Redemption 50 years in the making takes center stage at Flint Jan. 15

Jan 10, 2019 by

Published January 10, 2019

By DAN PAWLOWSKI

NORTH READING — The story of Rocco Balliro is interesting enough to fill a book.

He was a Boston mobster who was involved in a deadly shootout on Feb. 2, 1963. In Balliro’s words, it was a hastily planned rescue mission that went downhill in a hurry as he and his associates were immediately embroiled in a gunfight with several unseen assailants who ended up being several Boston police officers, waiting in ambush. In the aftermath, his beloved girlfriend, Toby Wagner and her toddler son, Mark, lay dead.

Balliro fled but turned himself in after a few days, ultimately spending 50 years in prison. A couple of prison escapes later, including once during Governor Micheal Dukakis’s Prison Furloughs in the early 80’s and Rocco Balliro found himself across a table from North Reading resident Dan Zimmerman, Toby Wagner’s nephew and Mark’s cousin.

That story, is what makes Zimmerman’s first book, “Shots in the Dark: The Saga of Rocco Balliro” so fascinating.

Though just a toddler in 1963, Zimmerman, a stringer who has written nearly 600 columns for GateHouse Media and currently covers the NRHS boys’ hockey team for the Transcript, was raised with this haunting story, told through his family.

“I decided I was going to try to find out the real story and put it on paper,” said Zimmerman. “I’ve done three radio interviews/podcasts for the book over the past month. Each host asked me the same question: where did this story come from? I grew up with it, but what I grew up with was a story about Rocco Balliro, cold-blooded murderer. He killed my aunt and killed my cousin in a shooting. That was the story I was originally going to write when I went into the prison for the first visit with him, right around my 50th birthday eight years ago. I was going to talk to a guy who killed my aunt and my cousin. It didn’t take very long for him to turn me and provide evidence via affidavits, articles, court documents, etc. to show me that the story I grew up with was inaccurate.”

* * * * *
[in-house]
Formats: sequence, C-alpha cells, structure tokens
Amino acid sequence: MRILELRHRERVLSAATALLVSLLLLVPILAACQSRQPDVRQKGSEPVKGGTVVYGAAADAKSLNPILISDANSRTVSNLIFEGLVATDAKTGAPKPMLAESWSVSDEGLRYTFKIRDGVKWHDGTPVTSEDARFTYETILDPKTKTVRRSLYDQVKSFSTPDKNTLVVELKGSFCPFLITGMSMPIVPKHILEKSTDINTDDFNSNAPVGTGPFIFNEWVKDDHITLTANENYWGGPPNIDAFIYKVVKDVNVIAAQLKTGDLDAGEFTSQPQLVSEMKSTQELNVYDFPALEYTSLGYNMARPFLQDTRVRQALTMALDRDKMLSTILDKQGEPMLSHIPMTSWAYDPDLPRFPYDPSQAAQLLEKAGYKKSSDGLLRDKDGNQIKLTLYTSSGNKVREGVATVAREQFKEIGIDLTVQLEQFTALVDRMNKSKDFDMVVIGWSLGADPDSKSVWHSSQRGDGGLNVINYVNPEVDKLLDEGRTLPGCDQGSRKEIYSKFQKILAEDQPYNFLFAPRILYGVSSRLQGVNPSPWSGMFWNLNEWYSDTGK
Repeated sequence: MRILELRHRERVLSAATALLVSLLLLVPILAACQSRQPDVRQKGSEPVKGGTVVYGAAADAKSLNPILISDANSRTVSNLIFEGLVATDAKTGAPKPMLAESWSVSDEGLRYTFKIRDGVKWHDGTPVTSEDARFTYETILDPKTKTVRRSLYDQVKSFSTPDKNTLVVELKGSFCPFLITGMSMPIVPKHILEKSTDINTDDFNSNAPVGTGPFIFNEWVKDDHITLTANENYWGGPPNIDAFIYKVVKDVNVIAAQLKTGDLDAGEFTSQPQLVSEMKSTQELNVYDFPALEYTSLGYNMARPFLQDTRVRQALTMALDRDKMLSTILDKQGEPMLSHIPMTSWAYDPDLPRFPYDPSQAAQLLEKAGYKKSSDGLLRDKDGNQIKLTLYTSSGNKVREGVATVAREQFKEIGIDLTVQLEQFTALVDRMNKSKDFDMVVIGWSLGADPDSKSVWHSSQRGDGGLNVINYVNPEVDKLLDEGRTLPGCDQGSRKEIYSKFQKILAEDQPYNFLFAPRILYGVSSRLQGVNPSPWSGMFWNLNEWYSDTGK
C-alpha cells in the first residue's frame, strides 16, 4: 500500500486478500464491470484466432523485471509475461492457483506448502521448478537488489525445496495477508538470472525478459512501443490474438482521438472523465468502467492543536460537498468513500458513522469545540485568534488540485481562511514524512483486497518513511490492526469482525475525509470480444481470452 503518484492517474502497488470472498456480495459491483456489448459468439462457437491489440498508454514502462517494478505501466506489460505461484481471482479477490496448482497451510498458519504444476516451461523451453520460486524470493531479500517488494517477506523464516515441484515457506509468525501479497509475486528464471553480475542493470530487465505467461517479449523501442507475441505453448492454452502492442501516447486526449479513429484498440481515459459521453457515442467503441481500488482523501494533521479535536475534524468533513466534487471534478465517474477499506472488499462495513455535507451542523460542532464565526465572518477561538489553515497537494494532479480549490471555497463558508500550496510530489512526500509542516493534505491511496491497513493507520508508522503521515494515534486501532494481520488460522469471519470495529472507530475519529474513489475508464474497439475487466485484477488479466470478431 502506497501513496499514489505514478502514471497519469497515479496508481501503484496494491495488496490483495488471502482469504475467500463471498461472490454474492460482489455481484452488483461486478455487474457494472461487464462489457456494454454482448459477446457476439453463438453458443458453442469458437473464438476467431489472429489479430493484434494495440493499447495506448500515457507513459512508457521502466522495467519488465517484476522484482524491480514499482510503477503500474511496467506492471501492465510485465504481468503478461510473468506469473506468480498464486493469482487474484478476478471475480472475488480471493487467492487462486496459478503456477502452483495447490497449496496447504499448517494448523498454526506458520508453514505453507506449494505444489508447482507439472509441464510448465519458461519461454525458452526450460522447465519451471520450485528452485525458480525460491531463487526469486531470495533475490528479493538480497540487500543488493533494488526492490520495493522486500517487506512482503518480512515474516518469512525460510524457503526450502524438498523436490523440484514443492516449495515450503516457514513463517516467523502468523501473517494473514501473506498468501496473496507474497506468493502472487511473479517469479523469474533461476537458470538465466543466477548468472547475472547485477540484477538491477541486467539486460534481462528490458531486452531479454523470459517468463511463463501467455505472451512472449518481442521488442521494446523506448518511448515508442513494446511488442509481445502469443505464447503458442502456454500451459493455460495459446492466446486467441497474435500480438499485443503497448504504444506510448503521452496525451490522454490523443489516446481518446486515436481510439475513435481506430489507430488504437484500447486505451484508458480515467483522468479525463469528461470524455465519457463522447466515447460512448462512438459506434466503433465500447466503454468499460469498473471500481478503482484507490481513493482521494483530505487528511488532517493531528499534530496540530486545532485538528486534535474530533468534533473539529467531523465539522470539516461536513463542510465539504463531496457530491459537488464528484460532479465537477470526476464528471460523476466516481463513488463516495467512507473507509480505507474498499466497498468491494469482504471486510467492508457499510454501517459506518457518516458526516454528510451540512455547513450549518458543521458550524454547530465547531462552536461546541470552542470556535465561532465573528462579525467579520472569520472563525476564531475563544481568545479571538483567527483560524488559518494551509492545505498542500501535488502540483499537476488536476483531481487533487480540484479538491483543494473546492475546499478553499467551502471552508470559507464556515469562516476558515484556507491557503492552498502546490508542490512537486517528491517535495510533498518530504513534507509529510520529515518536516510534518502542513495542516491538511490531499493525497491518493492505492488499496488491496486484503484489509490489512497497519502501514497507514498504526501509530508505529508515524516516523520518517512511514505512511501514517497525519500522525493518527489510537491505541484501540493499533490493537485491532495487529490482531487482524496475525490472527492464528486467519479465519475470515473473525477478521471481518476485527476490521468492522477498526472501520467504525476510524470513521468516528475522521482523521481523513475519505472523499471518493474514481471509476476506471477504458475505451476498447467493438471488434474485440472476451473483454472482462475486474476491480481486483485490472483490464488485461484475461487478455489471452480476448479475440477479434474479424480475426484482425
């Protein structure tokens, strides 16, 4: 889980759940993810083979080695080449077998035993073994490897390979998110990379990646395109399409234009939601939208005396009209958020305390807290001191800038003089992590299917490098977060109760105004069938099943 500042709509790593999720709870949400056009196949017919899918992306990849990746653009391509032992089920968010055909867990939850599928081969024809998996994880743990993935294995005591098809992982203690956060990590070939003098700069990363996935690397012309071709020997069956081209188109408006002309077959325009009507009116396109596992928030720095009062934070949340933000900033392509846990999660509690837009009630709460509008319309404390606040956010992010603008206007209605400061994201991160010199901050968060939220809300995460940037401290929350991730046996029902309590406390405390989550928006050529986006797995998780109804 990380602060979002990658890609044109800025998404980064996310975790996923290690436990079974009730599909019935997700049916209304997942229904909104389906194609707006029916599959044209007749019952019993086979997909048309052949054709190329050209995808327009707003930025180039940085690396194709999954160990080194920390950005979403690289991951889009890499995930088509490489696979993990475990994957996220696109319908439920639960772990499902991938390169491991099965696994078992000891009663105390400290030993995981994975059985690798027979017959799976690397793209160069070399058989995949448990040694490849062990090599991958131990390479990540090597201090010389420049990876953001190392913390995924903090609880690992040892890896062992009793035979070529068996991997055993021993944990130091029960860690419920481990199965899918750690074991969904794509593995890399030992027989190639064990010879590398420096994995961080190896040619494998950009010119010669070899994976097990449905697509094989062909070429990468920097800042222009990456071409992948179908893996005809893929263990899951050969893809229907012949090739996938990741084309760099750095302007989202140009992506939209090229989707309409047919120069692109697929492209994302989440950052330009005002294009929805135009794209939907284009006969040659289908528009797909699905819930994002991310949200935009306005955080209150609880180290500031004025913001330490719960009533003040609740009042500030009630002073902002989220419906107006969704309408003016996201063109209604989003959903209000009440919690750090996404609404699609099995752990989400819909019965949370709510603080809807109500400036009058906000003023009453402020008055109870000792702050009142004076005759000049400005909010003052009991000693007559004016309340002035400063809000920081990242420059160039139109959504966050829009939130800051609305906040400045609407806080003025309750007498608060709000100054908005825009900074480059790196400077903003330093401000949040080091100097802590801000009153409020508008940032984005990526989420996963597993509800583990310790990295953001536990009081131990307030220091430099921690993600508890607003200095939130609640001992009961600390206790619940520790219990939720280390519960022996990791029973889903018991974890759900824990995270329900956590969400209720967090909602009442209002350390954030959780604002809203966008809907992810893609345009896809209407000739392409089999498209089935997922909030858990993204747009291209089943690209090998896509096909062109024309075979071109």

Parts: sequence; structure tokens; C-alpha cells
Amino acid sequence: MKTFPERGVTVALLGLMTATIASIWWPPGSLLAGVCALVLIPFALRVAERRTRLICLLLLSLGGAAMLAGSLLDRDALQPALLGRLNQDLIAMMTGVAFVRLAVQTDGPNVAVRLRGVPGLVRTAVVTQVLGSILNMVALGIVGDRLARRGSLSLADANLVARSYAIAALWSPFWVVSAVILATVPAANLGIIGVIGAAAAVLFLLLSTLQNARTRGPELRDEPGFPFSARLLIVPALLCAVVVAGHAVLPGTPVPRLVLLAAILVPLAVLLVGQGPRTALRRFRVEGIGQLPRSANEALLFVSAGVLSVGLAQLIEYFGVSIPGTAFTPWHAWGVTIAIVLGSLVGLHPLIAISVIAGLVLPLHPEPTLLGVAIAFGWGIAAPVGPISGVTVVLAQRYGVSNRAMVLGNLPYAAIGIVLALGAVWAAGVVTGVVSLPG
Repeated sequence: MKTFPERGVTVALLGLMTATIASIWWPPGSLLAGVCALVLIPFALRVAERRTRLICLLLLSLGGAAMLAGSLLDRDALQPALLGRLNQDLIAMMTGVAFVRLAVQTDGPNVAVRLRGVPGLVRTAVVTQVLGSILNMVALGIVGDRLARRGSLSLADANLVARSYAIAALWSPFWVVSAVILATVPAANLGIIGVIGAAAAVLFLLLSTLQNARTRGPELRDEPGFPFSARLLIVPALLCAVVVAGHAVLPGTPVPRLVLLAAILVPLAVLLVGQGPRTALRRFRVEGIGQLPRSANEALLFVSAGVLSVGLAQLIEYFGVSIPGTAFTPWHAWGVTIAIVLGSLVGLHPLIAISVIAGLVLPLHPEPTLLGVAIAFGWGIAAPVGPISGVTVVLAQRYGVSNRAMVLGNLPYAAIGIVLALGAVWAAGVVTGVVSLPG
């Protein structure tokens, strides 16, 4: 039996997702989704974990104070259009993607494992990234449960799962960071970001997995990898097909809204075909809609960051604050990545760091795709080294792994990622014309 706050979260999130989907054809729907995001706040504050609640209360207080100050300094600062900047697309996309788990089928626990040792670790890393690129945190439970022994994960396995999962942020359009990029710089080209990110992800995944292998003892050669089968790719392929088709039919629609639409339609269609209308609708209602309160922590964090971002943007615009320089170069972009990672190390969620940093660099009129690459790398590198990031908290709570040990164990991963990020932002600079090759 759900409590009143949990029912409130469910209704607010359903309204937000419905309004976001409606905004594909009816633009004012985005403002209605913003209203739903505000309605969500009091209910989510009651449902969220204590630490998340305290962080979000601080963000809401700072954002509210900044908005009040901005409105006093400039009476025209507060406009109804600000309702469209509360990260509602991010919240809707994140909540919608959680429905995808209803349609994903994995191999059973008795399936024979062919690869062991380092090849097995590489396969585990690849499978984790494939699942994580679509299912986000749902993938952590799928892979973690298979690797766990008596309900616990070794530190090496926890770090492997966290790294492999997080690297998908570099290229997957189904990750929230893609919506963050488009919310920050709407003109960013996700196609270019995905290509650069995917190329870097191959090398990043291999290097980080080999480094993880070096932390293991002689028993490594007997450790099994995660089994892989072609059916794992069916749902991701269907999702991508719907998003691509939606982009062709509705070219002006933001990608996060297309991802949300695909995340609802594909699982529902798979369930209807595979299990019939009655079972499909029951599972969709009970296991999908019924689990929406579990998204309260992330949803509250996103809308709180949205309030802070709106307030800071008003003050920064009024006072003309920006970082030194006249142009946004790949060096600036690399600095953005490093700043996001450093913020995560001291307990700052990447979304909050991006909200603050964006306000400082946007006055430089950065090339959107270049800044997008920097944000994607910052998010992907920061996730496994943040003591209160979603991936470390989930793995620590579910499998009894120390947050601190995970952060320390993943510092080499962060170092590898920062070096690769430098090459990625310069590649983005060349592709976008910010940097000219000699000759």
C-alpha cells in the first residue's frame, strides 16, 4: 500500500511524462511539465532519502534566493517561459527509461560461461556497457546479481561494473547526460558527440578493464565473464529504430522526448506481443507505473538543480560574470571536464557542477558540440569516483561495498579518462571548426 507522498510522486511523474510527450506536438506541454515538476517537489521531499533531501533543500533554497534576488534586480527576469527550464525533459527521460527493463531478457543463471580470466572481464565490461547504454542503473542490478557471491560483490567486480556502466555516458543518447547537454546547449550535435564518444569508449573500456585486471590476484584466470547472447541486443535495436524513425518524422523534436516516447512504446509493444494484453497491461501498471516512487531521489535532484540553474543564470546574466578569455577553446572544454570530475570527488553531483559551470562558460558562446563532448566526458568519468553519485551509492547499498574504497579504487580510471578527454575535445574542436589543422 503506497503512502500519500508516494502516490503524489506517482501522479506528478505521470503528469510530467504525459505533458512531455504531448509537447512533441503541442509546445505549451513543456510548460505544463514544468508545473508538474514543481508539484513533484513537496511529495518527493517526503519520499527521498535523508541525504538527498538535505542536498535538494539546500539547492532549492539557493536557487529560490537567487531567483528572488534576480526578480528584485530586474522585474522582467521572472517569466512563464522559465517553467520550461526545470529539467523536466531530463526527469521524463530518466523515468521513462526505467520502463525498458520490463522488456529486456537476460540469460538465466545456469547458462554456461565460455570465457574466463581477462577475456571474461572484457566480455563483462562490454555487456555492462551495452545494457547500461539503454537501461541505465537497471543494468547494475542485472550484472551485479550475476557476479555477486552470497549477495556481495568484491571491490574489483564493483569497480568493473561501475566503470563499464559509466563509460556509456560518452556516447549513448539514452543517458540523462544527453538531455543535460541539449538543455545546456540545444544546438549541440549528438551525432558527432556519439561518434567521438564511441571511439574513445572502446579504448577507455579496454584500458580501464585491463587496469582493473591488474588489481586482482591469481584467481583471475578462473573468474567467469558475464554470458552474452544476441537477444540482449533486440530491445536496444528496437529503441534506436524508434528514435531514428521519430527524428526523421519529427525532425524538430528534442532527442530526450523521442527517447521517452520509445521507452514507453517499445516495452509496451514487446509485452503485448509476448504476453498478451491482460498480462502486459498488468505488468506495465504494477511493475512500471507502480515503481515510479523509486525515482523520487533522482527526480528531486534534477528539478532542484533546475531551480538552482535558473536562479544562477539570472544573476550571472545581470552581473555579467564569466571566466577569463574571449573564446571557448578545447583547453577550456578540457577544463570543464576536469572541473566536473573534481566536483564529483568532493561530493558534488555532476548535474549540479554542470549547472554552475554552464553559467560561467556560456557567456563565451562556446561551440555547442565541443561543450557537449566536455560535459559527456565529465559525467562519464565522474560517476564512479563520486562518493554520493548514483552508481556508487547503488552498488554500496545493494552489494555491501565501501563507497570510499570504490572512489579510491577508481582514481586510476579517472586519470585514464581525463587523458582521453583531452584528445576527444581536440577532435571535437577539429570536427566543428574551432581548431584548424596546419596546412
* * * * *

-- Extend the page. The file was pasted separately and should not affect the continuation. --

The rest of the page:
On Tuesday, January 15, from 7-9 p.m., Zimmerman will be holding an event at the Flint Memorial Library to talk about his book.

Telling the accurate story of Balliro became Zimmerman’s objective.

“So far, readers have told me in their mind they also believe Rocco was innocent of the crime he spent 50 years in prison for,” said Zimmerman.

But after this was accomplished, it became clear that the process itself was a story in its own right. For two years, Zimmerman met with Balliro twice a week at MCI-Norfolk to get the whole story. All, per prison rules, with no notebooks, no pencils, no recorders.

“We would just have a conversation and I would run back to my car after the visit and write down as much as I could remember before it faded.”

That process resulted in Zimmerman corroborating more of the fast-paced stories in the book through letters and additional dialogues. 

“A lot of what went into this book, Rocco had the final say, including the photo on the front cover,” said Zimmerman. “He was very good at formulating his comments into things you could use for quotes. Some of the quotes you see in the book are actually Rocco speaking through a letter.”

What blossomed through all the visits and reams of letters was a totally unexpected friendship. One that lasted all the way to Balliro’s death in January, 2014.

Zimmerman was there through all of it. Through Balliro’s desire to die somewhere other than the prison morgue, which he worked in, to his other wish to not die alone.

In the end, Balliro’s family asked Zimmerman to do the eulogy at Rocco’s funeral. That’s where they found out Zimmerman and his wife, Mary, were there with Rocco when he passed, far away from MCI-Norfolk, at Shattuck Hospital in Jamaica Plain. 

“When I read my eulogy at St. Anthony’s Church in Revere, none of them knew that we were bedside,” said Zimmerman. “That was the first time they found out he didn’t die alone and they couldn’t thank us enough to be there for him.”

Zimmerman will certainly give a brief synopsis of his book at the signing on Tuesday, but what will precede the typical questions and answers will be a couple of his trademarked stories.

“People like to hear the backroom, side stories, the how-did-you-do-it type things, so I have a few of those I’m going to share with the audience,” said Zimmerman. “These were things that happened to me personally that don’t appear in the book. There’s a good one where I entered the prison and they forgot to stamp my hand.”

Stamps are changed every day so inmates can’t falsify it.

“Rocco offered me a place to stay,” said Zimmerman with a laugh.

Dan and Mary Zimmerman moved to town last year to be closer to his daughter Danielle, his son-in-law Chris, and his two grandchildren who also live in North Reading. Zimmerman’s first book is dedicated to all of them. 

“Shots in the Dark: The Saga of Rocco Balliro” is available for purchase on Amazon.com. There will also be copies at Tuesday’s book signing available for the discounted price of $15.

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